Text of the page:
Figure 1: Distribution of early birds (low M-E score on the x-axes) and late risers (high M-E score) among the study population (data calculated based on Nakade. 2012).
Anyways, as you can see in figure 1 the effect of the curtains was statistically significant, but not as pronounced as the scientists' emphasis in their report would have it. There are tendencies for more morning types (lower M-E scores) in the children sleeping without blackout curtains, yes. And there are no real evening types in the children sleeping without blackout curtains, but the broad majority falls into the same 18-23 M-E score range on the 7-28 early bird to long sleeper scale Nakade et al. employed.
Vitamin B6 and inflammation: Although this is only indirectly related to the topic of circadian rythmicity and wake-sleep patterns, it is quite intriguing that vitamin B6 is still touted as an anti-inflammatory agent. And though even very recent population based studies confirm that there is in fact an inverse relation of low plasma vitamin B6 and its active metabolite pyridoxal-5-phosphate (PLP) are inversely associated with the "overall inflammation" score in the US population (Sakakeeny. 2012), another recent study by Ulvik et al. clearly suggests that these associations are corollary, at best (Ulvik. 2012). In their trial, the results of which have been published in the May issue of the American Journal of Clinical Nutrition, Ulvik et al. administered 40 mg pyridoxine hydrochloride per day to patients with stable angina pectoris. Contrary to their expectations, this practice did neither replete the low vitamin B6 levels, nor sooth the inflammation. On the contrary, the rapidly metabolized vitamin B6 appeared to preserve or even increased the expression of inflammatory markers.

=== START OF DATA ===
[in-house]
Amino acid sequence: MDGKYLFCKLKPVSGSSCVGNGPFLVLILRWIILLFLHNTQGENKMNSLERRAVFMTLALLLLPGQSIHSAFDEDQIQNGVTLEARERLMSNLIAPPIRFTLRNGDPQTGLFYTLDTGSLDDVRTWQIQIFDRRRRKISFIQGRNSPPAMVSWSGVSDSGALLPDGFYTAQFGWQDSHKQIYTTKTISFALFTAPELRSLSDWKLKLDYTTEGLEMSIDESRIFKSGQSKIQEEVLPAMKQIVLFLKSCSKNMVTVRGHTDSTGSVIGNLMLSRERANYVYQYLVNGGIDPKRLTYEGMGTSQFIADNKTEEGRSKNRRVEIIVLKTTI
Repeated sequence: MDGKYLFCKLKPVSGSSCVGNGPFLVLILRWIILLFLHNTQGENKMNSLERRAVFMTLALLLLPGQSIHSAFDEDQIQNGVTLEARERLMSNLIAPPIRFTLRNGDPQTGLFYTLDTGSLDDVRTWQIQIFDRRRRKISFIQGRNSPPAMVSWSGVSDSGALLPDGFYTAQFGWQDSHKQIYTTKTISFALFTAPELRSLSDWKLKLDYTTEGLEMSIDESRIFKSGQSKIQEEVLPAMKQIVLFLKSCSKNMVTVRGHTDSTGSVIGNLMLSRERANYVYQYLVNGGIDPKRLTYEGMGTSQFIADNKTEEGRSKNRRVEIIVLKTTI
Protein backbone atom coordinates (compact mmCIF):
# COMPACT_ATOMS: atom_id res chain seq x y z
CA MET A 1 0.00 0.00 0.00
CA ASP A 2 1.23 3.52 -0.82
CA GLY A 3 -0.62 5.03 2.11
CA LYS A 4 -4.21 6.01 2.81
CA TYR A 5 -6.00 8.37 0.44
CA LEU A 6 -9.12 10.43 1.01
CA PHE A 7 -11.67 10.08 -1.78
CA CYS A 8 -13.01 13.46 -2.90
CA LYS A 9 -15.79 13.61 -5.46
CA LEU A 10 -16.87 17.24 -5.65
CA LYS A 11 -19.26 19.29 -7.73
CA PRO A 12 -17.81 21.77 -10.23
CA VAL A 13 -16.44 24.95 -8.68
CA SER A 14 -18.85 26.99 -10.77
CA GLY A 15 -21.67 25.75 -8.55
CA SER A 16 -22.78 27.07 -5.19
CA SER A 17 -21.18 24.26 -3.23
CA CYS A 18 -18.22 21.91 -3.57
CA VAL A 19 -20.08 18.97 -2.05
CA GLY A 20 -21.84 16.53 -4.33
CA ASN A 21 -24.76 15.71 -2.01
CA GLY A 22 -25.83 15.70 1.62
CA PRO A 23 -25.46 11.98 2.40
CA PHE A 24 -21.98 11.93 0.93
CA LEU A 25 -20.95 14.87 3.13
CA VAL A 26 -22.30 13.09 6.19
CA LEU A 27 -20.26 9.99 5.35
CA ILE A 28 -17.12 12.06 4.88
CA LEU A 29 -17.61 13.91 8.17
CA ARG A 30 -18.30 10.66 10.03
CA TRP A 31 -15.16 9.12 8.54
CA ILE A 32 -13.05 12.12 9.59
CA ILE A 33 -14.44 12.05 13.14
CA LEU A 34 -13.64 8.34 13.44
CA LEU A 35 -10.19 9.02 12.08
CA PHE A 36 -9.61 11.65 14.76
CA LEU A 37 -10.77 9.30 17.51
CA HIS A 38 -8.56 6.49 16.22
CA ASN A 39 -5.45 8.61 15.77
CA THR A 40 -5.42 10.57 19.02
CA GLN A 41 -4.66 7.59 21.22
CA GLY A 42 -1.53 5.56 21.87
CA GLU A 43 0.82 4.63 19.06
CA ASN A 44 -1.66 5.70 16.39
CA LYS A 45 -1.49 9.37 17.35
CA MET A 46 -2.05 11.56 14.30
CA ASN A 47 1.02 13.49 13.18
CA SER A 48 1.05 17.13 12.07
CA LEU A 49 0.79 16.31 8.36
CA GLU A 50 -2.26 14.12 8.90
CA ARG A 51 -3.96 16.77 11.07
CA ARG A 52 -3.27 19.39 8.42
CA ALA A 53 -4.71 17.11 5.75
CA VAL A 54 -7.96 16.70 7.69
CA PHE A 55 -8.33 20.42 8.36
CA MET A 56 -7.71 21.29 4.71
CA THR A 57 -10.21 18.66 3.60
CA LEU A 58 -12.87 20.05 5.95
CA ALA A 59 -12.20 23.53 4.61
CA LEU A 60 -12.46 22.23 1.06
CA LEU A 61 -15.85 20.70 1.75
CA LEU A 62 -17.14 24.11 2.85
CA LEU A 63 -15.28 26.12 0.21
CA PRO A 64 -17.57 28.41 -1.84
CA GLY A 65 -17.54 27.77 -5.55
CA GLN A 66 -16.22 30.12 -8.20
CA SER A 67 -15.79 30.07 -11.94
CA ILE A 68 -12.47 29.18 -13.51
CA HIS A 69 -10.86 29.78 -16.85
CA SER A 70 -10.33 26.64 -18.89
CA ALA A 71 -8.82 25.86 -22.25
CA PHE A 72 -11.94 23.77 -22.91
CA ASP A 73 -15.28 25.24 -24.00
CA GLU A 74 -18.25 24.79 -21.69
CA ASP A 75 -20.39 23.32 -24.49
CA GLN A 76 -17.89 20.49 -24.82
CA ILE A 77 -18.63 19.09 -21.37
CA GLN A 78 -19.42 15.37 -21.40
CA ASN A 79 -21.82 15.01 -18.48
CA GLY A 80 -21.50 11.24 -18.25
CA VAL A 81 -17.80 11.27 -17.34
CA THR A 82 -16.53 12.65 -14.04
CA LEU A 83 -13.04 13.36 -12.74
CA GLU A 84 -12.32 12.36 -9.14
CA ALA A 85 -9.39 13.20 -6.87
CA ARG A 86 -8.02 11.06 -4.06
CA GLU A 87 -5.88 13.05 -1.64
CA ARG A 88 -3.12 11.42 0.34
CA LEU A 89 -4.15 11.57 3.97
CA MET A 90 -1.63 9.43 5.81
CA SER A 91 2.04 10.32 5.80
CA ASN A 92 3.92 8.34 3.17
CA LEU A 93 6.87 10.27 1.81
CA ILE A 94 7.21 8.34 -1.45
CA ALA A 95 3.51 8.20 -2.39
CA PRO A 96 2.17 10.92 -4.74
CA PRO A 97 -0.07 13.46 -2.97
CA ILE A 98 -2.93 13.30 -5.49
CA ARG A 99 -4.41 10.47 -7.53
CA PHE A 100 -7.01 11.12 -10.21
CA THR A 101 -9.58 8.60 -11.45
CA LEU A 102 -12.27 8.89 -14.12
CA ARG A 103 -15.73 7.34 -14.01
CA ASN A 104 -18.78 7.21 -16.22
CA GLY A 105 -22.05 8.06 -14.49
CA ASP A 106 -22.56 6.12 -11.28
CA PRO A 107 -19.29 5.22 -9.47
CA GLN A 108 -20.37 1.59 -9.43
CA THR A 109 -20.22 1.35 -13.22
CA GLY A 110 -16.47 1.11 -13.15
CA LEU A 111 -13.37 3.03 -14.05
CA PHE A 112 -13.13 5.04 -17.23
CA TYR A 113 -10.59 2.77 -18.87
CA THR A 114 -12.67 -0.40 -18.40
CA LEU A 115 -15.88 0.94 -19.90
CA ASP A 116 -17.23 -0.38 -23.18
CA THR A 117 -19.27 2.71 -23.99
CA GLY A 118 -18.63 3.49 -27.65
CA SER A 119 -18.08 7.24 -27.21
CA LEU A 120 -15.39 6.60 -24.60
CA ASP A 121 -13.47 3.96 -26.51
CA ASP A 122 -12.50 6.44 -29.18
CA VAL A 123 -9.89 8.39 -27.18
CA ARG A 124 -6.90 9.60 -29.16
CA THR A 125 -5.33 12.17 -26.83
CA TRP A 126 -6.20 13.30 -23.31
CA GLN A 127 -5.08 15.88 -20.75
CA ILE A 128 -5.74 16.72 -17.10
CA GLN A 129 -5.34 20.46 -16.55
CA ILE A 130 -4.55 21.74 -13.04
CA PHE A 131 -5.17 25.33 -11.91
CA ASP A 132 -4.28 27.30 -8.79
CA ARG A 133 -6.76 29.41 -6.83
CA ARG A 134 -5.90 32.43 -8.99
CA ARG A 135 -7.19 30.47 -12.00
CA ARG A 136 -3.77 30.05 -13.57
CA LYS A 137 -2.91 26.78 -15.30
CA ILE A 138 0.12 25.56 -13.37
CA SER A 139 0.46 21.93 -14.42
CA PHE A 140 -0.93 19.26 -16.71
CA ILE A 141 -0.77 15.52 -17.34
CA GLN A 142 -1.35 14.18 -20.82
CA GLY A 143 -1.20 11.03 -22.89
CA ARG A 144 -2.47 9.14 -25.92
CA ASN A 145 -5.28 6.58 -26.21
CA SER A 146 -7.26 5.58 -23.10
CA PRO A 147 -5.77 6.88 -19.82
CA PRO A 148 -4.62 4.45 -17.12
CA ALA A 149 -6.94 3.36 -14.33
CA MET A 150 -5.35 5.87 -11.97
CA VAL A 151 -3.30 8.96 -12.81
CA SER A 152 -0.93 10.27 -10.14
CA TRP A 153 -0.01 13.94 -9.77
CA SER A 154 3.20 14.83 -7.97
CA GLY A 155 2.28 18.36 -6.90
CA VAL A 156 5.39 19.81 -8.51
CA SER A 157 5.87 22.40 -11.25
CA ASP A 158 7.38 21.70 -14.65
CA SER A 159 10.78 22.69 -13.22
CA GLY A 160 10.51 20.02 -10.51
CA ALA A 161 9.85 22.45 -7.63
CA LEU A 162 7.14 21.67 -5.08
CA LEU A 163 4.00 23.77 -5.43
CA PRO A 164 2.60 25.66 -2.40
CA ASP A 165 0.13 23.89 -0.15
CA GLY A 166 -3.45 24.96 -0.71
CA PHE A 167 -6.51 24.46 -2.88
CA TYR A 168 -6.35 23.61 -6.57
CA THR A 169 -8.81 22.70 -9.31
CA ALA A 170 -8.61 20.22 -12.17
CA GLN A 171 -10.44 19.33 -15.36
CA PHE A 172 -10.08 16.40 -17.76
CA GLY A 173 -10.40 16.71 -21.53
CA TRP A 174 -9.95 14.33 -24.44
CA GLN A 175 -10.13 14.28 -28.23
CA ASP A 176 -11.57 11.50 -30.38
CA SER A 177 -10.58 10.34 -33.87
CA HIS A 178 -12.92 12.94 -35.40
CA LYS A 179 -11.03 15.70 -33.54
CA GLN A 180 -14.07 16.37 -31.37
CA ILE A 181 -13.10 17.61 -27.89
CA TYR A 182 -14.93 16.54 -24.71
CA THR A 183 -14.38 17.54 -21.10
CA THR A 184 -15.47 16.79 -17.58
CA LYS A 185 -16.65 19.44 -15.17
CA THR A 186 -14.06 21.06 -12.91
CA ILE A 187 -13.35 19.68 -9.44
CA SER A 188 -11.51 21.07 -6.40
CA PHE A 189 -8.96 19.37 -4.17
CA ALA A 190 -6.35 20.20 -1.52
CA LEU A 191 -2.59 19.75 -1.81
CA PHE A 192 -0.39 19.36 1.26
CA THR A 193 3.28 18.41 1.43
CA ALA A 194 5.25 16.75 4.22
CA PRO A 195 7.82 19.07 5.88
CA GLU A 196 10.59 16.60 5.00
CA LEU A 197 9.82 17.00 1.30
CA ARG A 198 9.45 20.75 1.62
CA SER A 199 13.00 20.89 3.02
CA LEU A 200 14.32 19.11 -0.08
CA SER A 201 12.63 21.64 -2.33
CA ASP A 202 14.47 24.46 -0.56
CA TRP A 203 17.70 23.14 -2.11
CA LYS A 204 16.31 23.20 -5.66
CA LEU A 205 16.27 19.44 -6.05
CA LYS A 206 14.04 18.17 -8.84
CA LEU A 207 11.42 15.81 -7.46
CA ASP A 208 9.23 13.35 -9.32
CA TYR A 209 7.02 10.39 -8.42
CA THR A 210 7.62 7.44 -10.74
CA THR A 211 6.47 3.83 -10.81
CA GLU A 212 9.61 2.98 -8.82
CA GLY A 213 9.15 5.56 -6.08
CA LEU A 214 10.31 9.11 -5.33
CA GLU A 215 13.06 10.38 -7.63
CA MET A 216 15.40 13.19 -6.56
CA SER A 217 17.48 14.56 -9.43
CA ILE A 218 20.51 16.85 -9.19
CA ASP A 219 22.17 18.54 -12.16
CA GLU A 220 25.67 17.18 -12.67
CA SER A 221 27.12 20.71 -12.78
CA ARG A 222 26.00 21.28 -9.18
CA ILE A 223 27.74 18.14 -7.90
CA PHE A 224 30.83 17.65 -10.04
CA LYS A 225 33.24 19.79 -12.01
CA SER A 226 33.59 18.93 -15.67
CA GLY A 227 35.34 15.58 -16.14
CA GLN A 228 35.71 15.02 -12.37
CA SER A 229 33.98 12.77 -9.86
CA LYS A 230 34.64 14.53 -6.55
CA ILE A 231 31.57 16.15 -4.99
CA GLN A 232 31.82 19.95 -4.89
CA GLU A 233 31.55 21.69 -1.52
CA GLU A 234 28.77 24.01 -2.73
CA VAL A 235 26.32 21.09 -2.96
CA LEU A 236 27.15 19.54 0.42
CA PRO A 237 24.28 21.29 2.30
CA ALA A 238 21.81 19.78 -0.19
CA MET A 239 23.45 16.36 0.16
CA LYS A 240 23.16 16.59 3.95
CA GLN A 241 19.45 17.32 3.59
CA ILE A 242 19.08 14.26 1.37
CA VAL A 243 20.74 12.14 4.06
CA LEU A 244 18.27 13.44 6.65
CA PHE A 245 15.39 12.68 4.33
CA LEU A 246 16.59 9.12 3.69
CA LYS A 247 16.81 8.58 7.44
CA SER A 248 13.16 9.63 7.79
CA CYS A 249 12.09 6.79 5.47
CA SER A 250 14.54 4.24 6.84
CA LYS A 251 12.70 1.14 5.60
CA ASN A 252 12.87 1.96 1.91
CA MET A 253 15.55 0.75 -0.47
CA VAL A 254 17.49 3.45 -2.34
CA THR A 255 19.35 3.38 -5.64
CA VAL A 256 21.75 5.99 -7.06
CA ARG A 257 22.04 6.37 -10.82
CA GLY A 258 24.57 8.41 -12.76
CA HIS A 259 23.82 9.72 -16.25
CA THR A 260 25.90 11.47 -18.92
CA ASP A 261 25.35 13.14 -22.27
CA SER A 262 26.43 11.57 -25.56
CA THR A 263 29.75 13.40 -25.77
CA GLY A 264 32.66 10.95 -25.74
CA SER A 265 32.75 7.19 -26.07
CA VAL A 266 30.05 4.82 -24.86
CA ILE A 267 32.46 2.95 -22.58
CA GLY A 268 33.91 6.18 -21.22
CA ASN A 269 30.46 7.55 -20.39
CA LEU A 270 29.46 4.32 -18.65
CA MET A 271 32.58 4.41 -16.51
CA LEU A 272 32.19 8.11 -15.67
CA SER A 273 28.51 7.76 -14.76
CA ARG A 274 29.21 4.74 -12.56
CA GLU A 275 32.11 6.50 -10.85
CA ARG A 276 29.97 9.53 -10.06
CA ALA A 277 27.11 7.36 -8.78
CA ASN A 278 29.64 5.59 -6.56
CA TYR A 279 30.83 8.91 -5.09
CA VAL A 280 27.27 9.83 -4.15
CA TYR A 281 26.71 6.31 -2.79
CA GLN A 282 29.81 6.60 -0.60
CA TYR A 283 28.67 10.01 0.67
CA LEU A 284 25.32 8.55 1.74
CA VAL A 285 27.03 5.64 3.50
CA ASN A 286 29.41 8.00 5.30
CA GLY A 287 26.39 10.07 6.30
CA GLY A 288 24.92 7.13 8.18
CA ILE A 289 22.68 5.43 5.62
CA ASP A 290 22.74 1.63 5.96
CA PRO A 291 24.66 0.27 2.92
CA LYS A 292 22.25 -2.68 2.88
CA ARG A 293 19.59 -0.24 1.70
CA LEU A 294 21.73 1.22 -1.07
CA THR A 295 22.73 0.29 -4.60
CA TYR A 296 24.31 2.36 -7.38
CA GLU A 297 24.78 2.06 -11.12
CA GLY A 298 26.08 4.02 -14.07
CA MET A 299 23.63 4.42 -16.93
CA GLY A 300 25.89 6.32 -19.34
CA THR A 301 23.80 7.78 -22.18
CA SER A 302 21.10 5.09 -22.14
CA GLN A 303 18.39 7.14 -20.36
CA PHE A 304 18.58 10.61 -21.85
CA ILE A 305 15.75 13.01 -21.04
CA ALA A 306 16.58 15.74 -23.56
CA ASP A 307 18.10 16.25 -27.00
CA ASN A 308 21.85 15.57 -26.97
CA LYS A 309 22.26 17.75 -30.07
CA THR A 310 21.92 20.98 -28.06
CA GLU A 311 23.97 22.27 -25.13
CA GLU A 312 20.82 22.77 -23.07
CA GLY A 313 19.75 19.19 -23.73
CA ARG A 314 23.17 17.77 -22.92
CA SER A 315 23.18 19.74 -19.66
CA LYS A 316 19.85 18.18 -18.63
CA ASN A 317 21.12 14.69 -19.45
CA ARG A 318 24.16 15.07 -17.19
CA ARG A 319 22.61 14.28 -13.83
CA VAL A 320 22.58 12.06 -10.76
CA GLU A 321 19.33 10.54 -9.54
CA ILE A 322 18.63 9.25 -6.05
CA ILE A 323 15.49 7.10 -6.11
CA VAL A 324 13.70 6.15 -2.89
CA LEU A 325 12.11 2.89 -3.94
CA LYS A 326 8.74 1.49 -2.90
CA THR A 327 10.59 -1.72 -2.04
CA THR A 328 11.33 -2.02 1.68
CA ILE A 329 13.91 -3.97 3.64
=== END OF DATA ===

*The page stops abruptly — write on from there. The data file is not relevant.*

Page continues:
What's good in the morning won't hurt at night

With tryptophan being a serotonine precursor and vitamin B6 a necessary co-factor in its synthesis, it may come as a surprise that both, and the sunlight induced serotonin synthesis boost can boost "morningness" and make you more alert. After all, you will probably have read on the label of various dietary supplements that tryptophan is supposed to make you sleepy, right? What those labels don't tell you is that the exposure to sunlight and not the shear availability of precursors and co-factors, let alone the position of the hands on your clock modulate its destiny. And determine whether the tryptophan will get you going, as it obviously does in the children with the highest breakfast intake of tryptophan and vitamin B6 (cf. figure 2), or helps you fall and stay asleep at night.
Figure 2: M-E index relative to group mean in high / low tryptophan & vitamin B6 breakfast intake groups (data calculated based on Nakade. 2012)
That both is possible and obviously works quite fine, is thus the main message of this study, the results of which Nakade et al. interpret as direct evidence for the potential usefulness of
[...] a higher Trp and Vi-B6 intake [to] promote the synthesis of serotonin via light stimulation in the morning and have a natural sleep-inducing effect when converted to melatonin at night [and thus] help prevent a phase delay in young children’s circadian clocks and promote their morningness against the effects of the 24-h commercialization of society.